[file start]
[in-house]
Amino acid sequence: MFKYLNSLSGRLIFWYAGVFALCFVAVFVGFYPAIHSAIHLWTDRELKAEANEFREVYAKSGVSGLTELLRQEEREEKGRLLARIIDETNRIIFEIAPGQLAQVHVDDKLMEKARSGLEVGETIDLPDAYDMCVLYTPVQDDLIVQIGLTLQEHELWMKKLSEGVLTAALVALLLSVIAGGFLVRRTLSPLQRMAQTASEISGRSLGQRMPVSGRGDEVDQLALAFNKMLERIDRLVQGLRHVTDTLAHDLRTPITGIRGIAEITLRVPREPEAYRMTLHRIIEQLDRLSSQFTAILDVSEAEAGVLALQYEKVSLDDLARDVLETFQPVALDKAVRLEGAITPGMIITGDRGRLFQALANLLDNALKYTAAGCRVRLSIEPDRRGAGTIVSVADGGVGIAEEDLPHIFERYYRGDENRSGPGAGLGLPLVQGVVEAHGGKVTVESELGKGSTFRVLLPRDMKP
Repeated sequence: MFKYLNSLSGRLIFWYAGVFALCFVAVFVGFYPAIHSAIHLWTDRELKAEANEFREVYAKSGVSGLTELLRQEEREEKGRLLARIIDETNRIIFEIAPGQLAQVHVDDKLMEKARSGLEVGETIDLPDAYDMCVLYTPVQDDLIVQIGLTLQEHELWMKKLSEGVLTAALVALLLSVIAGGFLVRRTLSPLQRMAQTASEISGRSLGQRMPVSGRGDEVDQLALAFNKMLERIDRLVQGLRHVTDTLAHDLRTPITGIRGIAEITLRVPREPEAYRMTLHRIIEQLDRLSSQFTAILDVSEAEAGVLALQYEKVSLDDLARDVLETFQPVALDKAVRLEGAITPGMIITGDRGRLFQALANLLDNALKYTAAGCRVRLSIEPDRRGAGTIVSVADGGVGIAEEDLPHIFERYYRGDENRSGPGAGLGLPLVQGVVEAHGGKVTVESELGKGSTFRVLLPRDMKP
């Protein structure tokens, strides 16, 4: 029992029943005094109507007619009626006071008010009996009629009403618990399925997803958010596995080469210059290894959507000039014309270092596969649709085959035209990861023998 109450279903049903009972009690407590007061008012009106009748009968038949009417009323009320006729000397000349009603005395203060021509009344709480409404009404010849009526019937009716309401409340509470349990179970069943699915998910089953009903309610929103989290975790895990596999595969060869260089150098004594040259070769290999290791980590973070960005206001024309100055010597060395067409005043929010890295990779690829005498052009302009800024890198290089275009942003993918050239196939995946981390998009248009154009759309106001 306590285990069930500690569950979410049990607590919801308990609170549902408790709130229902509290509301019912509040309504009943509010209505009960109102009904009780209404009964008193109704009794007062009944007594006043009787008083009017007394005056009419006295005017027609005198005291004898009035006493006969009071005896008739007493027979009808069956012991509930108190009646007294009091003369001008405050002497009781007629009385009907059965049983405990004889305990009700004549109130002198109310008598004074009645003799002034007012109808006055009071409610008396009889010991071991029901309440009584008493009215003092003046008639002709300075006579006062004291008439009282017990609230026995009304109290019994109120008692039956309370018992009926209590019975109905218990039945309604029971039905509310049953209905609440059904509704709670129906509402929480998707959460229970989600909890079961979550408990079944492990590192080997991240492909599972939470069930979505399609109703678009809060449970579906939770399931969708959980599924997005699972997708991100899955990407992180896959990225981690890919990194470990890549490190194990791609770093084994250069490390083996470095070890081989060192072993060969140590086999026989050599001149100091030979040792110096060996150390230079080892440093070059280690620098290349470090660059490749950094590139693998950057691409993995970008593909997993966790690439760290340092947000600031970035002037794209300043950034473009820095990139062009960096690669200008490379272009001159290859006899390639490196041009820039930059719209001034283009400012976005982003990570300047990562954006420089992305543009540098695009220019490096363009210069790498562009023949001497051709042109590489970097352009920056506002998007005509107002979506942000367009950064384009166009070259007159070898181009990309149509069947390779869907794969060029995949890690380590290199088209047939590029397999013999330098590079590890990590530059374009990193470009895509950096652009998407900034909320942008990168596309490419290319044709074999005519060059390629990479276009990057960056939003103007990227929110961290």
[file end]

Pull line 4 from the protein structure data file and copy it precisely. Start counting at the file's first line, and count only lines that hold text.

């Protein structure tokens, strides 16, 4: 029992029943005094109507007619009626006071008010009996009629009403618990399925997803958010596995080469210059290894959507000039014309270092596969649709085959035209990861023998 109450279903049903009972009690407590007061008012009106009748009968038949009417009323009320006729000397000349009603005395203060021509009344709480409404009404010849009526019937009716309401409340509470349990179970069943699915998910089953009903309610929103989290975790895990596999595969060869260089150098004594040259070769290999290791980590973070960005206001024309100055010597060395067409005043929010890295990779690829005498052009302009800024890198290089275009942003993918050239196939995946981390998009248009154009759309106001 306590285990069930500690569950979410049990607590919801308990609170549902408790709130229902509290509301019912509040309504009943509010209505009960109102009904009780209404009964008193109704009794007062009944007594006043009787008083009017007394005056009419006295005017027609005198005291004898009035006493006969009071005896008739007493027979009808069956012991509930108190009646007294009091003369001008405050002497009781007629009385009907059965049983405990004889305990009700004549109130002198109310008598004074009645003799002034007012109808006055009071409610008396009889010991071991029901309440009584008493009215003092003046008639002709300075006579006062004291008439009282017990609230026995009304109290019994109120008692039956309370018992009926209590019975109905218990039945309604029971039905509310049953209905609440059904509704709670129906509402929480998707959460229970989600909890079961979550408990079944492990590192080997991240492909599972939470069930979505399609109703678009809060449970579906939770399931969708959980599924997005699972997708991100899955990407992180896959990225981690890919990194470990890549490190194990791609770093084994250069490390083996470095070890081989060192072993060969140590086999026989050599001149100091030979040792110096060996150390230079080892440093070059280690620098290349470090660059490749950094590139693998950057691409993995970008593909997993966790690439760290340092947000600031970035002037794209300043950034473009820095990139062009960096690669200008490379272009001159290859006899390639490196041009820039930059719209001034283009400012976005982003990570300047990562954006420089992305543009540098695009220019490096363009210069790498562009023949001497051709042109590489970097352009920056506002998007005509107002979506942000367009950064384009166009070259007159070898181009990309149509069947390779869907794969060029995949890690380590290199088209047939590029397999013999330098590079590890990590530059374009990193470009895509950096652009998407900034909320942008990168596309490419290319044709074999005519060059390629990479276009990057960056939003103007990227929110961290």